Monday, May 25, 2015

Monday Musings: On Encouragement

While it is true that students need to put effort into their work, they will do so far more readily when they receive positive feedback.  Providing positive encouragement is, nowadays, generally accepted to be good teaching practice.

But when I was a graduate student learning about different approaches to teaching English to speakers of other languages, one of the approaches we studied was The Silent Way.  Developed by Caleb Gattegno in the early 1960s, it teaches pronunciation by using charts that display the English sound system in colors.
Image of colored boxes used in Silent Way method, on black background
Sound/Color Chart for The Silent Way; source: Wikimedia Commons
The Silent Way also uses Cuisinaire rods to teach grammar.  In fact, this was how I first learned about using Cuisinaire rods for teaching.  I had no idea they were commonly used to teach math until I began working in a public school years later.

However, the aspect of The Silent Way that made the most impression on me was the idea that students did not need to be verbally rewarded with praise when they did something right.  Instead, students knew when they were doing something correct and that in itself was supposed to be reward enough.  I wasn’t sure if I agreed with this idea but I liked it in theory.  I mean, why should it be necessary for me to tell students they did good when the fact that they did something successfully should give them sufficient satisfaction?

Then reality interfered with theory, as is often does.  A few years after beginning my public school teaching career, I found myself teaching English Language Arts to a class of sixth grade ELLs.  Even though there were only six students, two of whom were identical twin boys, it was difficult keeping control of the class.  Then I attended a workshop and got some advice on how to handle the situation.  What was the solution?  Praise the students when they did something well and focus on the positive instead of harp on the negative.  I starting giving compliments to the students, who earned prizes when they reached a certain number of points on the behavior chart that I created.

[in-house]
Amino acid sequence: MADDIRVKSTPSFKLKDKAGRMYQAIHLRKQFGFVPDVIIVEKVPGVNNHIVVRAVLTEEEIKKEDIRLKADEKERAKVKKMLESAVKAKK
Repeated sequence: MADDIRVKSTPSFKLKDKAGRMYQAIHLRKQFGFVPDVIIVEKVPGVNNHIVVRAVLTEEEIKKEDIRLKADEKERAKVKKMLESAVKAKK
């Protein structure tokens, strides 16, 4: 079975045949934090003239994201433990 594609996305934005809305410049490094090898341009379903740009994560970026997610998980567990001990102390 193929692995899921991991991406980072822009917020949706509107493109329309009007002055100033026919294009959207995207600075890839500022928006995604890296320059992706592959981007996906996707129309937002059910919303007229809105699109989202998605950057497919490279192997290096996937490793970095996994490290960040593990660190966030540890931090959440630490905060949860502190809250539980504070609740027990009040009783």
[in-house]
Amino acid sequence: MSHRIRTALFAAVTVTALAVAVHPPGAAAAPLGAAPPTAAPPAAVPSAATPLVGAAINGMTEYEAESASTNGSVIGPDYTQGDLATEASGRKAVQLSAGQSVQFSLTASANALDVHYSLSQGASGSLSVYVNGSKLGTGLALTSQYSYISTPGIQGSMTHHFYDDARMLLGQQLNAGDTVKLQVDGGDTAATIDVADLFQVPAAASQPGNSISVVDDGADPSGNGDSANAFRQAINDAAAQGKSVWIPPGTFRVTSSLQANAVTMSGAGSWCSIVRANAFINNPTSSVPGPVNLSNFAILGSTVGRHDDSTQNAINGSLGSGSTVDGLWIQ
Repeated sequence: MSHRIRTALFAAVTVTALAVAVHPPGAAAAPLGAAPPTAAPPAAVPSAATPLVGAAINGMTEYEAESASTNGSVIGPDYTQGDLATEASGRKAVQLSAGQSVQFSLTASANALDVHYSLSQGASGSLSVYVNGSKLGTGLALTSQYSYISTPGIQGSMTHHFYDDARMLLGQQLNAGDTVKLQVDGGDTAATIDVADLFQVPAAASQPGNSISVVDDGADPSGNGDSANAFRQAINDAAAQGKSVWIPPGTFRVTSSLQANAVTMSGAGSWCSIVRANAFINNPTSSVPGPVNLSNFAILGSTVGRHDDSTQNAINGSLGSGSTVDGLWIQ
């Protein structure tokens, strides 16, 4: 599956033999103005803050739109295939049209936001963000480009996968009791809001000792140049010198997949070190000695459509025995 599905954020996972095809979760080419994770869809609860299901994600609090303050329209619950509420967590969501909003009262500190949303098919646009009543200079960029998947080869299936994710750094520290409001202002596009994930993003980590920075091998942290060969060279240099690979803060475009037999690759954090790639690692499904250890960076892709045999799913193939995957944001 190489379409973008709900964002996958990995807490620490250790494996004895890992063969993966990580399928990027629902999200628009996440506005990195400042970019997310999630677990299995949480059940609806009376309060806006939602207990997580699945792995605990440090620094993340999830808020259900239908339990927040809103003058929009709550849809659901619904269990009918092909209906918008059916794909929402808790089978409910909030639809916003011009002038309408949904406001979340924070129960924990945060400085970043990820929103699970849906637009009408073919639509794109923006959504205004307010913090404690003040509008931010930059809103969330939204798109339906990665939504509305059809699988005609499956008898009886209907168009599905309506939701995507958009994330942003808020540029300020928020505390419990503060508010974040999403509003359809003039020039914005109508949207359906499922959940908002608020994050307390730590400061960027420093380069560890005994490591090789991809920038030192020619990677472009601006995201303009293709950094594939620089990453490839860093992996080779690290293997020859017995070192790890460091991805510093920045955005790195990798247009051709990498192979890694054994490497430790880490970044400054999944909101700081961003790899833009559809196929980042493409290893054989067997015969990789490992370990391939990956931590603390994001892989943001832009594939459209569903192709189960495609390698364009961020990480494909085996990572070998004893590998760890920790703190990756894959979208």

What a revelation!  Things began to change for the better fairly quickly.  While this probably seems obvious to most people, to me, with a background in teaching adults at Asian universities, it wasn’t.  It was directly opposite of the premise of The Silent Way, as I’d been taught its core understandings. 

But it worked and ever since then, I have made sure to encourage my students by giving them praise whenever it was warranted.  I have since read up on the importance of motivation and the differences between intrinsic and extrinsic motivation, which I believe are intertwined with encouragement.
With ELLs, positive encouragement is especially valuable.  Because they are not fully fluent in English and don’t always understand what is going on, ELLs can often feel as if they are not completely in control during the school day.  Letting ELLs know when they have done something well helps motivate them and encourages them to keep trying to do their best.  A little encouragement will go a long way!